Emergent structures appear at many different levels of organization. Emergent self-organization appears frequently in shanty towns where no planning or zoning entity predetermined the layout of the city. Literally hundreds of millions of experiments in self-organization are being conducted across the world in shanty towns. Some emerge to create sustainable and vibrant communities while others descend in entropy.
We need to spend time developing real feedback systems between our projects and communities. We need places where self-organizing can emerge from bottom-up. The good news is there are some principles for creating effective feedback systems which are so important for promoting adaptive and vital emergent systems. These principles include: multiple interactions; maximizing feedback (positive in particular); creating systems in which the input of the individual can be minimal but correctable thus creating a complex egregate beyond the control of any individual in the group; allowing maximum diversity and promoting decentralization.
How many is Enough?
It should not come as a surprise that different types of agents have different thresholds for optimum self-organizing. Slime-mold needs millions of cells before emergence can develop and self-organize trillions of individual cells. Ant colonies, despite some variations have certain minimum and maximum thresholds for self-organizing. Only in the realm of computer simulations does the number seem to be infinitely variable.
Recently there have been some interesting studies on feedback versus noise among human groups. In a now famous study out of Canada, a group of researchers conducted an ingenious study about our ability to receive feedback from different size groups. A subject was asked to read a speech to classrooms of various sizes. The listeners were then asked to rate a number of variables including presentation; interest in the subject; and so on. The subject then was asked to guess what the average response of the listeners on the same variables. Up to class sizes of about 80, the subject was able to closely match the experiences (as reported by responses on the survey) of the listeners. When class size was increased above 80, the subject scored very poorly. It seems the amount of feedback we can receive person-to-person is limited.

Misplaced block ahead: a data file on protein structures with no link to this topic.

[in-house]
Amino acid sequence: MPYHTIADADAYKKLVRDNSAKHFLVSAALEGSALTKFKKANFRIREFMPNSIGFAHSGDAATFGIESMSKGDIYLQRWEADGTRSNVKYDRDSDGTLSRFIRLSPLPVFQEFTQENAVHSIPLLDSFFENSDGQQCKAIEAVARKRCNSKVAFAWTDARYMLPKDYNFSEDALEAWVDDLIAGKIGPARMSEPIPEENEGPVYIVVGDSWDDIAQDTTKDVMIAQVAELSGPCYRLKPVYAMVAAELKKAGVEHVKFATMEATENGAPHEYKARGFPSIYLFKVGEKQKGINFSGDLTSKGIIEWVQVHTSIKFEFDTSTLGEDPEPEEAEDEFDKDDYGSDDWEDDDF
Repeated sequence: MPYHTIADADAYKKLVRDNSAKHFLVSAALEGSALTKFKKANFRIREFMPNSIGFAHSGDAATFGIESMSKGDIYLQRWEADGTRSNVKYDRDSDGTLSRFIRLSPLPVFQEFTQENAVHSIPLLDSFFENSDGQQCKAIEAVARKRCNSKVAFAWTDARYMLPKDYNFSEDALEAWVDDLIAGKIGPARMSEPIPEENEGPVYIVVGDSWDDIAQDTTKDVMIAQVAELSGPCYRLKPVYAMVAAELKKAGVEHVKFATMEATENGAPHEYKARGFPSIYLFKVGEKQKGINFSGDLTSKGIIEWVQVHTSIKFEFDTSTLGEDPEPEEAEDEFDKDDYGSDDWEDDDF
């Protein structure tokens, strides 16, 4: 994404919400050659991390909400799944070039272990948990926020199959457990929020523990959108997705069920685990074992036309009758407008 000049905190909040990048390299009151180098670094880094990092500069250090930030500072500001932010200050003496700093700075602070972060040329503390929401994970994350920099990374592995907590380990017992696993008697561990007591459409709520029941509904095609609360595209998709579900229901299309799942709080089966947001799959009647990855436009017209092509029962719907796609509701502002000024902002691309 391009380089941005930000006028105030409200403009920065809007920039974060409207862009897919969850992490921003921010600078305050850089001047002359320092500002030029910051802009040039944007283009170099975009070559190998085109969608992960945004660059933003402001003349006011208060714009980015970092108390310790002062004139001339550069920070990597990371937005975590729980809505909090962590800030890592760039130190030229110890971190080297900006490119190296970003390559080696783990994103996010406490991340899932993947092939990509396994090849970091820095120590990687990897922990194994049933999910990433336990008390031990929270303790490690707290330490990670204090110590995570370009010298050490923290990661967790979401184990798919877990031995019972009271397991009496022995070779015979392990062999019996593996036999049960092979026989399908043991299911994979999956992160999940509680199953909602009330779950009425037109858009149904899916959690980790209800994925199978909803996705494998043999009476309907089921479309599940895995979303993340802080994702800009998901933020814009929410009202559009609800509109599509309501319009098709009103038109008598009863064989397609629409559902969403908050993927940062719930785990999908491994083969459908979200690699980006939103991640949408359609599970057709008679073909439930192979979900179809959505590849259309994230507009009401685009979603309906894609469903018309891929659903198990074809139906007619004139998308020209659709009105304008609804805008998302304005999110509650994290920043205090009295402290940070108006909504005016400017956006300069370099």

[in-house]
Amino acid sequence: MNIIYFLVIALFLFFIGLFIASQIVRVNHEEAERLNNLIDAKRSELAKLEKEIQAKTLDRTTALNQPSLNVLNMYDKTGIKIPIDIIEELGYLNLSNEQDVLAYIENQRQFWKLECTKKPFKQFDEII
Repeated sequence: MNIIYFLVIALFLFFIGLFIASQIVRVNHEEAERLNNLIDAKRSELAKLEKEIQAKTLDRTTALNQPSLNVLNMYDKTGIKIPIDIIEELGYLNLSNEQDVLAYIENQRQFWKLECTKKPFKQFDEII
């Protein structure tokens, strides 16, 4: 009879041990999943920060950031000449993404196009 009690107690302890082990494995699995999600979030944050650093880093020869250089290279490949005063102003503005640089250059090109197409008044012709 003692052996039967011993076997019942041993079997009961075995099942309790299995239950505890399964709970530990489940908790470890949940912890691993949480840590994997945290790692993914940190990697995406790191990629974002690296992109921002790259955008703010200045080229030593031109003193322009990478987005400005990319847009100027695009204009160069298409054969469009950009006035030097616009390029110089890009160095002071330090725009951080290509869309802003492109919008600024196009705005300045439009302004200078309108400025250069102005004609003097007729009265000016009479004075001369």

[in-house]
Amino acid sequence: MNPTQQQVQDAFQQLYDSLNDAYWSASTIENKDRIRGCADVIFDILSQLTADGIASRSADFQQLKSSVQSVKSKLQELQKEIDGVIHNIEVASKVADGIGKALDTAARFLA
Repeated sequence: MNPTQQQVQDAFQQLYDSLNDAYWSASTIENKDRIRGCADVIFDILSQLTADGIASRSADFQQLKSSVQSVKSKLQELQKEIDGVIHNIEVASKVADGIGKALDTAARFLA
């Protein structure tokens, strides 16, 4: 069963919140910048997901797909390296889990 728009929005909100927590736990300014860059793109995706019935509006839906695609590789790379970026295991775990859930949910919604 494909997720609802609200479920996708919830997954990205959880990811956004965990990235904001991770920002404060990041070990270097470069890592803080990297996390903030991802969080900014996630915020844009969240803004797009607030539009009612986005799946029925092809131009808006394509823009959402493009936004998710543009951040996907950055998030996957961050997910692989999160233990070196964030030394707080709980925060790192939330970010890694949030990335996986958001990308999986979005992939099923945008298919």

Size does matter, for self organizing at least. We need to figure out for ourselves what size is the best for our projects. We have all sat in large spokes-council meetings where the facilitators seem oblivious to the mood of the audience. This may not be due to bad facilitation, the meetings may simply be too large. We need to tinker with our feedback systems to figure out what works best for promoting growth and adaptation.
Not being able to separate noise from feedback (negative or positive) can have disastrous results. In nature, the “cultures” of the Bonobo (pygmy chimp) and the Chimpanzee illustrate this. The Bononbo society is roughly egalitarian with limited aggression and great deal of nurturing behavior; while the Chimpanzee is a highly hierarchical society with alarming instances of infanticide, rape, violence and even cannibalism. One theory gaining ground among animal behaviorists is that chimpanzees, unlike Bonobos, are poorer at interpreting body language and facial signals of others. It seems the groups of chimpanzees have grown in size (no doubt due to a shrinking habitat) to the point where they receive so much noise, they misread body language which begets violent outbreaks and confusion. Bonobos who live in smaller groups and spend a great deal of time in collective work including sleeping together, have a better ability to “read the bodies” of their comrades as demonstrated by a number of recent studies. This better feedback system reduces stress and limits the outbreaks of anti-social behavior.